Muradup was then a small but thriving outpost: a single street lined with wooden houses, just like you would see in an old American Western, said Joe, ‘complete with a saloon but without the cowboys and the sheriff’. Jack and his wife Barbara (my grandmother) collected Joe from Muradup in their car and drove him along the dusty track to Rocky Glen.

Jack and Barbara were originally city people. Well educated and genteel, you might have said. After a hard day’s work on the farm, they always showered and sat down for a sherry or a whisky before dinner. They never voted Country Party, always Liberal – a sign, supposedly, of relative wisdom and discernment in that time and place. Jack was an engineer by trade and an early adopter of technologies – one of the first in the state to own a car and to install a telephone. Barbara held a torch for England and this extended, by and large, to all things civilised and Continental. They were able to see Joe not as an enemy prisoner, but as a sophisticated European artisan who was well read as well as skilful with his hands. Thus, they were happy to ignore the government regulations that prohibited fraternisation with the Italian POWs.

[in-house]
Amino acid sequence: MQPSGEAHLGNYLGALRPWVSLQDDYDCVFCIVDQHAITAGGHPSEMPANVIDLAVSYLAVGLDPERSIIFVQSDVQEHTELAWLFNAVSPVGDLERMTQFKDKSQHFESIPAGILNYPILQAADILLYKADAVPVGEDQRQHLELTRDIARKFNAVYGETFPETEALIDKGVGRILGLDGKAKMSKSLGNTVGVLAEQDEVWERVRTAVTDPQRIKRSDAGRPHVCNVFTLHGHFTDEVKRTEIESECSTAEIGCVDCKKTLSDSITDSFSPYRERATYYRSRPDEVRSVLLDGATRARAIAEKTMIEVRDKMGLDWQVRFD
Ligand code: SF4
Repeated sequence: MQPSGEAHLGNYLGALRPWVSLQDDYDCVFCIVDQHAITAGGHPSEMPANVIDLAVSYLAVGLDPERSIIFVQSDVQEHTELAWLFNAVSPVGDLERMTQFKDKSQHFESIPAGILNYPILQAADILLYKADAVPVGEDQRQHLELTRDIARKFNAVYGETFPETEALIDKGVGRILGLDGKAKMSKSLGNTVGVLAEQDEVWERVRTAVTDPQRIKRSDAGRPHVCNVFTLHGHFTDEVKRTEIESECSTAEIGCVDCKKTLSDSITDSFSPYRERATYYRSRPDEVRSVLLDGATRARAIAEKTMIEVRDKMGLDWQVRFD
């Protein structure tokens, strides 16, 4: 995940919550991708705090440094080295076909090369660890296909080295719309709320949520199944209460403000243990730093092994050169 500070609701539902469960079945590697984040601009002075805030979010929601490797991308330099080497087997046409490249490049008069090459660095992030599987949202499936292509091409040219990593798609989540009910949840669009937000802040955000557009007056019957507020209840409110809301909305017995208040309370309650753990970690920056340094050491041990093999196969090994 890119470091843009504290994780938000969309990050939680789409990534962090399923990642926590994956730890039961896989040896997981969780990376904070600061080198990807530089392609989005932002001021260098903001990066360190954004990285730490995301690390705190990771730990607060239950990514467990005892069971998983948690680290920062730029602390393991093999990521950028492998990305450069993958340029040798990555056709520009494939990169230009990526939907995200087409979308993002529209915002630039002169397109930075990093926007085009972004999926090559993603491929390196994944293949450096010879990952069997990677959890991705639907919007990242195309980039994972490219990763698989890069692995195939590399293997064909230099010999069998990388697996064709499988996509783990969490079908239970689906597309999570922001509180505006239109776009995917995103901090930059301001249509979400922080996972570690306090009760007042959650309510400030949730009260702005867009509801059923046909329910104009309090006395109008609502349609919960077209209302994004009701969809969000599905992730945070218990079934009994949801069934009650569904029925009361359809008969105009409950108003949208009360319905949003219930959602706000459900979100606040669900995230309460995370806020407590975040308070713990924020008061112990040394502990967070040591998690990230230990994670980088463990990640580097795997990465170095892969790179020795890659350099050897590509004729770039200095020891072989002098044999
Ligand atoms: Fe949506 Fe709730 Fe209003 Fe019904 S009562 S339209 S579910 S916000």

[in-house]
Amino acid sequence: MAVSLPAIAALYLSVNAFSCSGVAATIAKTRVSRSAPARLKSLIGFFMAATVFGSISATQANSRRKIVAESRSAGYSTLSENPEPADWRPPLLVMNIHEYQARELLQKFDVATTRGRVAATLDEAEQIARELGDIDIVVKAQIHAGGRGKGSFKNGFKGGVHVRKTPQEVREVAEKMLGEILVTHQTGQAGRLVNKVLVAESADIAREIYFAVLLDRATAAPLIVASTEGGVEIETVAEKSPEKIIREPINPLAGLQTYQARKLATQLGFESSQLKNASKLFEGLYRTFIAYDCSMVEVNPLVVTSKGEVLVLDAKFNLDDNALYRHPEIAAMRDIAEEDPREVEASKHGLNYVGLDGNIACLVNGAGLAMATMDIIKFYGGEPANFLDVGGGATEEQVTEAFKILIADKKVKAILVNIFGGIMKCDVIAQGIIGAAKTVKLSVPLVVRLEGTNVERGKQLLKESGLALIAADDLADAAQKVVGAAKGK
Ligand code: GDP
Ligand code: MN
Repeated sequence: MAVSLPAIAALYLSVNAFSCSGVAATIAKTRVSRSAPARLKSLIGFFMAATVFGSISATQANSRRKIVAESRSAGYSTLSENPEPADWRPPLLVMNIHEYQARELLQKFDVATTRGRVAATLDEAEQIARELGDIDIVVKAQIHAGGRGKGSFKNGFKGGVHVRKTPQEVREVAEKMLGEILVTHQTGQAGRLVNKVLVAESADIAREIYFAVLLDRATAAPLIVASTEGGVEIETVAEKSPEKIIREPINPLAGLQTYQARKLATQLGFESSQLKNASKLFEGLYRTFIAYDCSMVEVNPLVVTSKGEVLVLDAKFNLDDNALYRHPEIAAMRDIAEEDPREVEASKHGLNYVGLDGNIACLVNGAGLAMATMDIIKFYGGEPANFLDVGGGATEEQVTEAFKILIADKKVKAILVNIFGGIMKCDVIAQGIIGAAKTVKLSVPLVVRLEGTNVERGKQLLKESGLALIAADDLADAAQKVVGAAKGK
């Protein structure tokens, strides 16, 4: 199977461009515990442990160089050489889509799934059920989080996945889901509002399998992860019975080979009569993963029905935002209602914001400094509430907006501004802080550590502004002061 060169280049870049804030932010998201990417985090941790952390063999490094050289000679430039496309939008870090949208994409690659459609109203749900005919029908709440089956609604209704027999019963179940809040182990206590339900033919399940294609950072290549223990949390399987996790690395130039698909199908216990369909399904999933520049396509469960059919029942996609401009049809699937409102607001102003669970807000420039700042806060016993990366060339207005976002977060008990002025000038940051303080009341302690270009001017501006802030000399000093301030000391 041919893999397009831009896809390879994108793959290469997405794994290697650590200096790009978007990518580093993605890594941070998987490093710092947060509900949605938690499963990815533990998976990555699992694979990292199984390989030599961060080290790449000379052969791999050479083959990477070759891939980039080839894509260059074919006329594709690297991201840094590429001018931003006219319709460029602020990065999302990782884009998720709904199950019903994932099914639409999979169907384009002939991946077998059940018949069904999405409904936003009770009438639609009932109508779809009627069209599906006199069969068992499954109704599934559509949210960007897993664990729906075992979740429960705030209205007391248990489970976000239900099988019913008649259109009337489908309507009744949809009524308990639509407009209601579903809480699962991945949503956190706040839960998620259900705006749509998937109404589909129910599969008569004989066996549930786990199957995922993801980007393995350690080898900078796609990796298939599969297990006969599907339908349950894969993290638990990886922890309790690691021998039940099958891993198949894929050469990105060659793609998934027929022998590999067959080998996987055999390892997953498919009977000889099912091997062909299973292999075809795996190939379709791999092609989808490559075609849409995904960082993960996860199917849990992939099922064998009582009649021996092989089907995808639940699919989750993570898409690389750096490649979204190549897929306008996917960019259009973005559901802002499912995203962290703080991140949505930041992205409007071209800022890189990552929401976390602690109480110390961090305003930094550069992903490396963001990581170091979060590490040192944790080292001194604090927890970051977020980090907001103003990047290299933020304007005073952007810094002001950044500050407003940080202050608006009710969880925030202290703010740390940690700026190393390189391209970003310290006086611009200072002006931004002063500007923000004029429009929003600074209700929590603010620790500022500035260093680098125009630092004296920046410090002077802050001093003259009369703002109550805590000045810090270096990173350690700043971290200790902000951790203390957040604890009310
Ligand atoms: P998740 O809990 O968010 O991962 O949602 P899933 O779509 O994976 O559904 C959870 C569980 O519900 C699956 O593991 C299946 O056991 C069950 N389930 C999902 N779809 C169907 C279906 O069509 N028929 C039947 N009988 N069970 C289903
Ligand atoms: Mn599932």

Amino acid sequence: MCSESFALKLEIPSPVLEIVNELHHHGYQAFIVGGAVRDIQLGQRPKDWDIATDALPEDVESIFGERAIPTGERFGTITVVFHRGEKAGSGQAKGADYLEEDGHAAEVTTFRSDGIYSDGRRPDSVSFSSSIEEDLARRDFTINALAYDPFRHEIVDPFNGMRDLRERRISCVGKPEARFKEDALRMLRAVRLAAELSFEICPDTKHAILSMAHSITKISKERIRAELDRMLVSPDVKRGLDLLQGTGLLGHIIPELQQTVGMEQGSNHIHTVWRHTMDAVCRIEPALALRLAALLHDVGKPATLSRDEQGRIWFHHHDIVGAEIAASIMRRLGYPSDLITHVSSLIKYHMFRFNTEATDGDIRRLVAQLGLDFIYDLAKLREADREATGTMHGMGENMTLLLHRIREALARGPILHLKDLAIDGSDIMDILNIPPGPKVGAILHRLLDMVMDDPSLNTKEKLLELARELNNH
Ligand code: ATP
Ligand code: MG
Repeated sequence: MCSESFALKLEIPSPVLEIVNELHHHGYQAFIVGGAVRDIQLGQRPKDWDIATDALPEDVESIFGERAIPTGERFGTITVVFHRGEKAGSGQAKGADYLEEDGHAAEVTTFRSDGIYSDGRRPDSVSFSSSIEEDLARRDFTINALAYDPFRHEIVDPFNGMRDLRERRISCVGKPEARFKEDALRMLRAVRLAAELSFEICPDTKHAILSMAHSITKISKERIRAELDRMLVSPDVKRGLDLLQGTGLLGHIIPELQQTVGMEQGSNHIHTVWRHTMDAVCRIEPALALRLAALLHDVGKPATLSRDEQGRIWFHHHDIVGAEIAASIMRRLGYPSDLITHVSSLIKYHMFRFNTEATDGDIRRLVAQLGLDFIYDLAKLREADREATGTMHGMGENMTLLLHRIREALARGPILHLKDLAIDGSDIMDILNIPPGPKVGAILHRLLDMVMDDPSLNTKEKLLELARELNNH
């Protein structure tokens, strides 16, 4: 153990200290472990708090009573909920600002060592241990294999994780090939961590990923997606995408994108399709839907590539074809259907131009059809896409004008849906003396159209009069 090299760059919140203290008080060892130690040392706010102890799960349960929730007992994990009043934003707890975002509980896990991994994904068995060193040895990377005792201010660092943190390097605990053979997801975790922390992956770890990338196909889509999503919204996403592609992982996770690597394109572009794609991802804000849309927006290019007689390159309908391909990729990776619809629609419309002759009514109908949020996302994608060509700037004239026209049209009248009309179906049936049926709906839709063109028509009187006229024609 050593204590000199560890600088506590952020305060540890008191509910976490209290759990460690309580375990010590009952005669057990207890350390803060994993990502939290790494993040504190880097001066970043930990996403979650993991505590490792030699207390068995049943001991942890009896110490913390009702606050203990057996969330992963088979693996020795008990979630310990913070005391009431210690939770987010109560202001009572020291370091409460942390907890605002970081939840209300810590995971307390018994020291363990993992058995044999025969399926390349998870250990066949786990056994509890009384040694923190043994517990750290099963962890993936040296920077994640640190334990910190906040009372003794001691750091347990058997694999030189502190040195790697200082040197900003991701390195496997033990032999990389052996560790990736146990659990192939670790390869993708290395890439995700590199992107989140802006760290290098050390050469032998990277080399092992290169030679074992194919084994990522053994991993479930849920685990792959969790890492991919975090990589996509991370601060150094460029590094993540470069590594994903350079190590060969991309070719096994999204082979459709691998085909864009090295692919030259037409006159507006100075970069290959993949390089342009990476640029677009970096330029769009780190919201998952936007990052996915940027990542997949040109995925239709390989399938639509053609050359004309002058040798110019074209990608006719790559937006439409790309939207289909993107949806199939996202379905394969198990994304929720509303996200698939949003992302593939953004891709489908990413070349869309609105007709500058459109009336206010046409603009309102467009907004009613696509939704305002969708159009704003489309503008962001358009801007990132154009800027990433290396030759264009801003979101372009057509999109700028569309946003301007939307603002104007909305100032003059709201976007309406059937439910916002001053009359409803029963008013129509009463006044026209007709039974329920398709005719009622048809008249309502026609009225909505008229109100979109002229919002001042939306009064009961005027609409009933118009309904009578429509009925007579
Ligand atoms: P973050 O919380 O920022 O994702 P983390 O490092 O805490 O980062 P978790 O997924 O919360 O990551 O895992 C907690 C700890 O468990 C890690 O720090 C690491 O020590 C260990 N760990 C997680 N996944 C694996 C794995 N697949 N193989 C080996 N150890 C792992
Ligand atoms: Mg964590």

‘They introduced me to their friends around the district as a cultured man from Europe,’ Joe told us in his kitchen in Venice. In Kojonup, the big(ger) smoke twenty kilometres away, ‘people knew us and treated us with respect’.

Joe and Gino lived in the shearers’ quarters on Rocky Glen, a hundred metres up the hill from the farmhouse. The Stewarts invited them in to drink tea and share Sunday lunch, and treated them as equals. Joe’s English improved rapidly; Jack gave him a pocket English dictionary, which Joe used to read the newspapers and took home with him after the war. On the farm he became a favourite companion of the Stewart children – Joan and her siblings, Marg and Graeme. They would go out shooting rabbits and riding horses across the paddocks on weekends and on the holidays.